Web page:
In brief: Home fire displaces 8; marijuana found
Spokane firefighters on Friday battled an electrical fire in Spokane’s West Central neighborhood that displaced eight people from a two-story home that had been converted into apartments.
But along with finding flames at the residence, responders discovered a marijuana grow operation, Spokane Fire Department Assistant Chief Brian Schaeffer said.
Crews responded at 4:43 a.m. to 1001 N. Elm St., where heavy smoke billowed from the second story of the home. All eight occupants were able to evacuate under heavy smoke conditions, Schaeffer said.
Firefighters battled the fire for about 90 minutes.
The building sustained about $30,000 in damage, Schaeffer said.
The marijuana was reported to the Spokane Police Department.
Wave of burglaries hits Manito Boulevard area
Spokane police say at least 10 homes have been burglarized near Manito Boulevard in the past three days while the homeowners were asleep.
In most cases, the burglars entered through windows and took women’s purses.
The homes are within the 2100 block to 3700 block area of South Manito Boulevard.
Police suggest homeowners check basement windows and other “hidden entry points” to make sure they’re locked or otherwise secured.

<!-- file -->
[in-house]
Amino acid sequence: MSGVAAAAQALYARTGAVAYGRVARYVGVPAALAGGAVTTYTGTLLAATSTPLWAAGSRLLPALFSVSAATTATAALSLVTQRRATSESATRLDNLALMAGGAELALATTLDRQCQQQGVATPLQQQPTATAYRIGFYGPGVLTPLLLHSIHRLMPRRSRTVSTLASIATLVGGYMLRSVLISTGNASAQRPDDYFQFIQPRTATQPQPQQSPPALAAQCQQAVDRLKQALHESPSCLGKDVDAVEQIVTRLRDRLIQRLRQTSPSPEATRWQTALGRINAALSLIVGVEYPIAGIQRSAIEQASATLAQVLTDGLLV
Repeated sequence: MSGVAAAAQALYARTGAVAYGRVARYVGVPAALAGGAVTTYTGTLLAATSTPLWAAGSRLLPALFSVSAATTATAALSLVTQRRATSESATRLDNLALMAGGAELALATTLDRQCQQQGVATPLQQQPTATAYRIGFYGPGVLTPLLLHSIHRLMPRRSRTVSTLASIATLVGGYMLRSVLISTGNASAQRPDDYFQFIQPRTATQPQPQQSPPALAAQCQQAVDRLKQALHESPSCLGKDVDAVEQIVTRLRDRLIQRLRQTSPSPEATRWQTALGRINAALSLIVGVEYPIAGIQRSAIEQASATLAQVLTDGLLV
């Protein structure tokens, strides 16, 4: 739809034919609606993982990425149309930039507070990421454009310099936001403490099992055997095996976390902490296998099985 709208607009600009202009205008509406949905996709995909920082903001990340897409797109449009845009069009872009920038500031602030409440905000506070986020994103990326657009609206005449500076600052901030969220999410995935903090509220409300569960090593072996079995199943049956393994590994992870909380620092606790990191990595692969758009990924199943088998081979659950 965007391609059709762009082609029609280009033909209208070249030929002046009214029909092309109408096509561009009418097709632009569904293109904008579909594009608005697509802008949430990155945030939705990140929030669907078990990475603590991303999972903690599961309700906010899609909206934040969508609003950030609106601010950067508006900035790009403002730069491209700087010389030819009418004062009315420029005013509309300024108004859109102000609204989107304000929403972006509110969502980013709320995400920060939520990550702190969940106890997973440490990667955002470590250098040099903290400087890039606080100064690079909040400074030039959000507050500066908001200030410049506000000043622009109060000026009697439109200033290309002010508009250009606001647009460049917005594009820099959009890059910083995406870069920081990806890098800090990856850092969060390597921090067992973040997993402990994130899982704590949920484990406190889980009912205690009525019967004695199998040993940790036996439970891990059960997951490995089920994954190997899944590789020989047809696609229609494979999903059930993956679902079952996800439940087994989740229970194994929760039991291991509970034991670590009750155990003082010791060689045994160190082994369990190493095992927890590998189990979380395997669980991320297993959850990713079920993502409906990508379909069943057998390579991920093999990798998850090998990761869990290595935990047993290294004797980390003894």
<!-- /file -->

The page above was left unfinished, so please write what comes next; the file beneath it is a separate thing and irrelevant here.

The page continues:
Police also would like people to call Crime Check, at (509) 456-2233, if they’ve been the victim of a burglary in that area.
Avista outlines plan for meeting demand
Avista Utilities anticipates building new power plants and boosting energy efficiency to meet growth in its electrical load over the next 20 years.
The Spokane-based utility expects customer demand for electricity to grow 1.6 percent annually during that time. To meet that demand, Avista plans on adding about 1,000 megawatts of electrical capacity and gaining 447 megawatts through energy-efficiency savings over the next two decades. The plan is outlined in the utility’s draft integrated resource plan, which is updated every two years. The Idaho Public Utilities Commission is accepting comments on the plan through Dec. 5 at www.puc.idaho.gov.
Most of the planned electrical generation, about 760 megawatts, would come from natural gas plants, with 240 megawatts coming from wind turbines.
The Palouse Wind project south of Spokane is expected to be online by the end of 2012. The project can generate up to 100 megawatts of electricity, but its expected annual average output is 40 megawatts because the wind is intermittent.